In March 2020, Presidential Decree 2020-791 (PD2020-791) created an obligation on companies active in the extractive sector to report their beneficial owners to the RCCM. This information is then made available to ITIE-SN for publication in its annual EITI report. This is currently the only public BO reporting system in place in the country.

On 30 June 2022, Senegal passed another milestone on its journey towards BOT with the national launch of the Opening Extractives programme in the country. [14] At the launch, the government reiterated its commitment to BOT. The launch followed the stakeholder consultation workshop which formed part of the research for this scoping report.

The importance of BOT for Senegal’s economy

BOT is important in building trust and confidence in the integrity of the whole economy, for citizens, government, the private sector and providers of finance, both domestic and international. The demands for increased transparency from international investors, finance providers and other stakeholders are growing. At the same time, there is more focus on the beneficial ownership of companies and assets globally, as governments seek to build trust and clamp down on tax evasion, corruption and money laundering.

As Senegal continues to attract international investment and financing, it will want to meet these expectations of transparency. Senegal has been, and will continue to be, in competition with other countries to attract foreign investment, and countries that offer higher levels of transparency are likely to be more successful in doing so, especially in the post-Covid financial environment.

Scope

This scoping assessment report examines the implications of BOT for the whole of Senegal’s economy. It considers what is required to implement an effective economy-wide BO reporting system, and to publish high-quality and usable BO data. It assesses the current measures relevant to BOT that are in place in Senegal, especially the BO reporting system established by PD2020-791 and the 2021 Finance Law. It also considers the implications of other relevant legislation such as Senegal’s AML law, Law 2018-03.

Objectives

The overall objective of this scoping assessment report is to provide vital inputs into Senegal’s participation in the Opening Extractives programme and provide concrete recommendations to advance the implementation of effective BOT in the country.

This scoping assessment report:

  • identifies significant stakeholders;
  • documenting stakeholders’ perspectives on BOT;
  • delivers analysis of the policy and legal environment; and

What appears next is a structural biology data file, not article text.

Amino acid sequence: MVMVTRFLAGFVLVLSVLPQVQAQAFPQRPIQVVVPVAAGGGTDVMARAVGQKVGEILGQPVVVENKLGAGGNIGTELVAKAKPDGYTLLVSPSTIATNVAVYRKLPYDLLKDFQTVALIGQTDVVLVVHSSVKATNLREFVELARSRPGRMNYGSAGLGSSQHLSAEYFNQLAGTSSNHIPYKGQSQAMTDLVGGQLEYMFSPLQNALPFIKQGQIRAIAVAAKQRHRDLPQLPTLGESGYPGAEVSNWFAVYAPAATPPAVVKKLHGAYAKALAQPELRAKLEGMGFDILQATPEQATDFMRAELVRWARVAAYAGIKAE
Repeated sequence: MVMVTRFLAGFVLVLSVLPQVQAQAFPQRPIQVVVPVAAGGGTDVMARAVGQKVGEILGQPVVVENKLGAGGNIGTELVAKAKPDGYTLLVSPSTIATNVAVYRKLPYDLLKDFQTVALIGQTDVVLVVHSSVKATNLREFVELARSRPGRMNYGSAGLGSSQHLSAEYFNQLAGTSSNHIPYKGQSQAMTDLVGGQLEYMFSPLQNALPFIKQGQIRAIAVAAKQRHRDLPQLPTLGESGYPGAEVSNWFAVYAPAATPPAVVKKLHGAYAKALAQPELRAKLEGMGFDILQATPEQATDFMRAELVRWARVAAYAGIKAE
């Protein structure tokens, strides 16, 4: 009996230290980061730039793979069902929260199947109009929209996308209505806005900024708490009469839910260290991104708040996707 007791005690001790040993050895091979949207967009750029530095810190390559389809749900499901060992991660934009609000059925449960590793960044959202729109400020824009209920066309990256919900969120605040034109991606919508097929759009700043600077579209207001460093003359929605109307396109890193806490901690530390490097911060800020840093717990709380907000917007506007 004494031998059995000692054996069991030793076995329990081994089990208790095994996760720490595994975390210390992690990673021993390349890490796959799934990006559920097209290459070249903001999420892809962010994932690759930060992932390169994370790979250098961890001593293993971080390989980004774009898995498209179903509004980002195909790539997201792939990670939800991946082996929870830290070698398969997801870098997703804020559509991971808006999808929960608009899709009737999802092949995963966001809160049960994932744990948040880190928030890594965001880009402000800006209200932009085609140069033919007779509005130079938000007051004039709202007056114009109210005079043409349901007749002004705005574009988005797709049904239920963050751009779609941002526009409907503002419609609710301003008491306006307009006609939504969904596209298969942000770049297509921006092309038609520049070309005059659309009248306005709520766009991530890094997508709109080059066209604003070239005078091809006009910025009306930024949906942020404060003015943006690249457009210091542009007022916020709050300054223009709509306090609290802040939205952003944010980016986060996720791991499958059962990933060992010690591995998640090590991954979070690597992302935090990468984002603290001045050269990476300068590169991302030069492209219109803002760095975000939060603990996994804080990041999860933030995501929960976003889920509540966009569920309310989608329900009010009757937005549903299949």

• assesses the country’s current BOT status, as well as identifies opportunities and challenges for the enhancement of Senegal´s BOT regime.

Methodology

The methodology consisted of:

  • stakeholder engagement based on established stakeholder mapping and engagement methodology. A total of 14 stakeholders from 6 organisations were interviewed and a list is provided at Appendix 1. In addition, a stakeholder consultation workshop was held on 9 June 2022. It was attended by 26 individuals and the Opening Extractives staff;
  • a desktop review of relevant documents including legislation, EITI reports, FATF reports and other third-party reports. A list of documents is provided at Appendix 2;
  • the completion of Open Ownership’s scoping assessment questionnaire for countries enrolled on the Opening Extractives programme.

This assessment uses the Open Ownership Principles as a framework for identifying the challenges and opportunities for Senegal in implementing a robust BO reporting system on an economy-wide basis. There are nine principles which cover all aspects of a BO reporting system, from defining beneficial ownership, to ensuring data is available in a structured format, to sanctions and enforcement

Footnotes

[6] https://itie.sn/?offshore_dl=7608

[7] Ibid

[8] https://eiti.org/collections/eiti-standard

[9] https://eiti.org/sites/default/files/attachments/eiti_validation_of_senegal_2021_-_final_validation_report_september_2021_en.pdf

[10] Validation Report, p28

[11] See https://eiti.org/sites/default/files/attachments/assessing_implementation_of_eitis_beneficial_ownership_requirement.pdf

[12] Validation Report p29

[13] Validation Report p30

[14] See https://eiti.org/blog-post/launch-opening-extractives-senegal

Next page: The beneficial ownership state of play in Senegal